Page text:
That might be the message of The Great Revolt: Inside the Populist Coalition Reshaping American Politics, by Salena Zito and Brad Todd. Ms Zito has made a reputation going along the blue highways, and off the blue highways, to take the pulse of voters usually ignored or stereotyped by the Smart People surfing the internet from their coastal bubbles.
I'll begin Book Review No. 18 by noting the parts of the story that resonate with me. Extended family gatherings that if you go away from dinner hungry, it's your own fault: page 189, check. Job shops seeking skilled tradesmen, check. Rock and Kenosha County, just on the fun side of the Cheddar Curtain from Cold Spring Shops, check. Macomb County, providing striving collegians for Wayne State University as well as home to the Reagan Democrats, check. Waldameer Park, outside Erie, Pennsylvania, traditional first-evening-out destination on Cold Spring Shops road trips to points east, check. In many of these places, there are amenities for tourists, such as the amusement park, the Great Lakes, Coney Island stands and cheese outlets, but tourism, or warehouses for the internet-based commerce of today, don't pay the way Chrysler or Allen-Bradley or Bucyrus-Erie did.
It wasn't economics alone, though, that soured Trump voters, many of whom had previously voted for Mr Obama or for John Kerry or Albert Gore back in the day, on Mrs Clinton. It started with the condescension. It continued with blind faith in the so-called coalition of the ascendant, a formulation that led some observers, immediately after the vote was in, to invoke the usual litany of made-up -isms and -phobias and backlash, rather than observe, for example, the mother with the marvellously blended extended family (page 105); the political class that continues to condescend, disapproving of votes and fashions alike (page 121); that continues to blather about stuff of tangential interest to Normals whilst being rude to anyone who takes a different perspective (page 124); that the results of the election are invalid because they are, and because shut up (page 165).
Neither was it one demographic that showed up: rather, Messrs Zito and Todd argue, there were elements of the old Ross Perot coalition, most explicitly what they characterize as Perot-istas, but the Rotary Reliables and Silent Suburban Moms who we might previously have understood as moderate Republicans active in the service clubs and school associations that hold together the social fabric; in addition believers who conventional wisdom would have shunned Mr Trump responded to his list of judicial nominees: these are the King Cyrus Christians (look up the history, dear reader) and some of the Rough Rebounders. A final element of this populist coalition -- it is a coalition, as we will see -- comprises the people who have been hard done by globalization and the new dispensation. These are other Rough Rebounders, as well as the security moms classified as Girl Gun Power in the book, and the Red Blooded and Blue Collared, some of whom might have been Reagan Democrats long ago.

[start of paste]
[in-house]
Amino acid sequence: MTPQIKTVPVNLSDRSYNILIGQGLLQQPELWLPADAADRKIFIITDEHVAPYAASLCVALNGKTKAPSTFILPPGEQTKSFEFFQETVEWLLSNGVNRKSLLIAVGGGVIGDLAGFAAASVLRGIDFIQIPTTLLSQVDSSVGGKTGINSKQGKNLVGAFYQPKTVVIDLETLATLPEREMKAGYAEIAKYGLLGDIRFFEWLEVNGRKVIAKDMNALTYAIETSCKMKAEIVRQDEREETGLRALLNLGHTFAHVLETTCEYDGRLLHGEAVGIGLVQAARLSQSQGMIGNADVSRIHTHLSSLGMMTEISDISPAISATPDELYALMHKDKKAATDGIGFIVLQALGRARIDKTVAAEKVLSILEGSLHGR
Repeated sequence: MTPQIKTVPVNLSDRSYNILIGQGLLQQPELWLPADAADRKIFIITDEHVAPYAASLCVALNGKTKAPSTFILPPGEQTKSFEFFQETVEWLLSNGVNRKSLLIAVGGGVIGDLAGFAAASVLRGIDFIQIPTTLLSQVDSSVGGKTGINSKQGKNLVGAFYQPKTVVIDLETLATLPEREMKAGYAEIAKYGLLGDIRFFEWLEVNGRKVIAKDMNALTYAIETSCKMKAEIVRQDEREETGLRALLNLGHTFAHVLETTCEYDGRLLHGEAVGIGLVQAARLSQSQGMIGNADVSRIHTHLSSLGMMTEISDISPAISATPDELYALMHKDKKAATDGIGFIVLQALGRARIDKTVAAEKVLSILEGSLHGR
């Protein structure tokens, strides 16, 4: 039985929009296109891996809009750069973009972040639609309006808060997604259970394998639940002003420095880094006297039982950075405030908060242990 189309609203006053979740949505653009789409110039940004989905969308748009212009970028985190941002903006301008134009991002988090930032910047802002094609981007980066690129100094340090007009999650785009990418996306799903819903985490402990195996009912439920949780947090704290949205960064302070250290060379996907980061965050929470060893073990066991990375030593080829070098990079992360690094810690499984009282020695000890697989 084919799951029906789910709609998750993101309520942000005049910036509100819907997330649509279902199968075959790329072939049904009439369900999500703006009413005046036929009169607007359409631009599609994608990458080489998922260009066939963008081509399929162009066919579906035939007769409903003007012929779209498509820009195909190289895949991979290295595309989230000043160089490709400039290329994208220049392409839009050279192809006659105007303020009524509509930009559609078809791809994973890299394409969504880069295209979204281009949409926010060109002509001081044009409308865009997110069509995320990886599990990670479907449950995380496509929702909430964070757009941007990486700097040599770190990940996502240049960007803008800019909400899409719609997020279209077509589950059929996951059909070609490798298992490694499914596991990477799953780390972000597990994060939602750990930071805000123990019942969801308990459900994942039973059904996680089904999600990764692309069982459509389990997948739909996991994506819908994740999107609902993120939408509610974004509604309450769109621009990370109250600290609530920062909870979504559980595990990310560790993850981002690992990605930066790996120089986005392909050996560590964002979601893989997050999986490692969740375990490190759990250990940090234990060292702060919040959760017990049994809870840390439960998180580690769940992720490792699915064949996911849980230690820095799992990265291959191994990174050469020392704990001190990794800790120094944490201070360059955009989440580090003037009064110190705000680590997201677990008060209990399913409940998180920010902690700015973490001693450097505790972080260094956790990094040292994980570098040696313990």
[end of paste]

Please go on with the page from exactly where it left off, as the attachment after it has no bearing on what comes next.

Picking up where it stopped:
Meanwhile, the Democrats became this epistemically closed coalition, with the Degreed Professionals in thickly settled areas never encountering a different point of view, and their Dependent Voters unaware there is a differing point of view. Spend a few hours in a model railroad club, or a year as an official in a service club, or as a tradesman in a medium-sized town, and you'll learn that people with different points of view are not deplorable, not evil, and they might have your back in a scrap. That Democrat coalition gave the impression of existing to tax Normals to hand out free stuff to preferred constituencies, page 132, and those preferred constituencies included the banksters as well as whatever parts of the coalition of the ascendant, or is it coalition of the dependent, were in favor that day. That just made it harder to go about living, page 199.
Where, then, will this revolt lead? On one hand, perhaps Mr Trump's success at bypassing the gatekeepers of public opinion, that is, his legions of Twitter followers and his promoters at Drudge Report and Fox News, might mean that the emergence of a new Big Brother is not so immediate a threat. Or, perhaps, the Trump voters are tuning the political class circus out. Or, perhaps, bracing themselves to their duties and fully prepared to smack the punditry again in the Congressional elections, and the presidential. The Great Revolt suggests the insurgency is not anywhere near played out. Consider page 227. "As coverage of Trump has become more hyperbolic and more antagonistic, it only stands to reason that voters ... could pass lasting judgement on the news networks, just as they checked out on the Republican Party establishment and then Hillary Clinton. If the Trump coalition broke two large institutions in American life, it's not a stretch to imagine it breaking another." Particularly, dear reader, if the institutional order is senescent.
(Cross-posted to Cold Spring Shops.)